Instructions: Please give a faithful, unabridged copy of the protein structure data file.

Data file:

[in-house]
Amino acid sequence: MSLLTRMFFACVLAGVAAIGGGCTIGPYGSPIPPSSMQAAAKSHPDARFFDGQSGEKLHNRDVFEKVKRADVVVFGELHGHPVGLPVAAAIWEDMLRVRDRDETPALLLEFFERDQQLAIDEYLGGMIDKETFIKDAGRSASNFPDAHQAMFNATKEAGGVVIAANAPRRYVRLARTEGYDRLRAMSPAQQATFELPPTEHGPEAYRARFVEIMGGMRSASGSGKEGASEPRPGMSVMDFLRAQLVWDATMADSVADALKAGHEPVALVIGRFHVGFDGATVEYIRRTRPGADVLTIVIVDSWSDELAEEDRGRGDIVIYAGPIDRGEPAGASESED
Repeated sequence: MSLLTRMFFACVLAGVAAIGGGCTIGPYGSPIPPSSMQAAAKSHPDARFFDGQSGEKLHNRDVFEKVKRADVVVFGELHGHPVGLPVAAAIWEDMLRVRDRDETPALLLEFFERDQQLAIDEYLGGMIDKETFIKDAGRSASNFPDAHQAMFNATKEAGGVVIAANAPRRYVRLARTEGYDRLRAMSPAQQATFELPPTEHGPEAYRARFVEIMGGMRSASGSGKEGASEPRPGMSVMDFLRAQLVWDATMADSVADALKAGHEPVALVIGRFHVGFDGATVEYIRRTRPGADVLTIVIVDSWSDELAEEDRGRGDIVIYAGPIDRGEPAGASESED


[in-house]
Amino acid sequence: MSLLTRMFFACVLAGVAAIGGGCTIGPYGSPIPPSSMQAAAKSHPDARFFDGQSGEKLHNRDVFEKVKRADVVVFGELHGHPVGLPVAAAIWEDMLRVRDRDETPALLLEFFERDQQLAIDEYLGGMIDKETFIKDAGRSASNFPDAHQAMFNATKEAGGVVIAANAPRRYVRLARTEGYDRLRAMSPAQQATFELPPTEHGPEAYRARFVEIMGGMRSASGSGKEGASEPRPGMSVMDFLRAQLVWDATMADSVADALKAGHEPVALVIGRFHVGFDGATVEYIRRTRPGADVLTIVIVDSWSDELAEEDRGRGDIVIYAGPIDRGEPAGASESED
Repeated sequence: MSLLTRMFFACVLAGVAAIGGGCTIGPYGSPIPPSSMQAAAKSHPDARFFDGQSGEKLHNRDVFEKVKRADVVVFGELHGHPVGLPVAAAIWEDMLRVRDRDETPALLLEFFERDQQLAIDEYLGGMIDKETFIKDAGRSASNFPDAHQAMFNATKEAGGVVIAANAPRRYVRLARTEGYDRLRAMSPAQQATFELPPTEHGPEAYRARFVEIMGGMRSASGSGKEGASEPRPGMSVMDFLRAQLVWDATMADSVADALKAGHEPVALVIGRFHVGFDGATVEYIRRTRPGADVLTIVIVDSWSDELAEEDRGRGDIVIYAGPIDRGEPAGASESED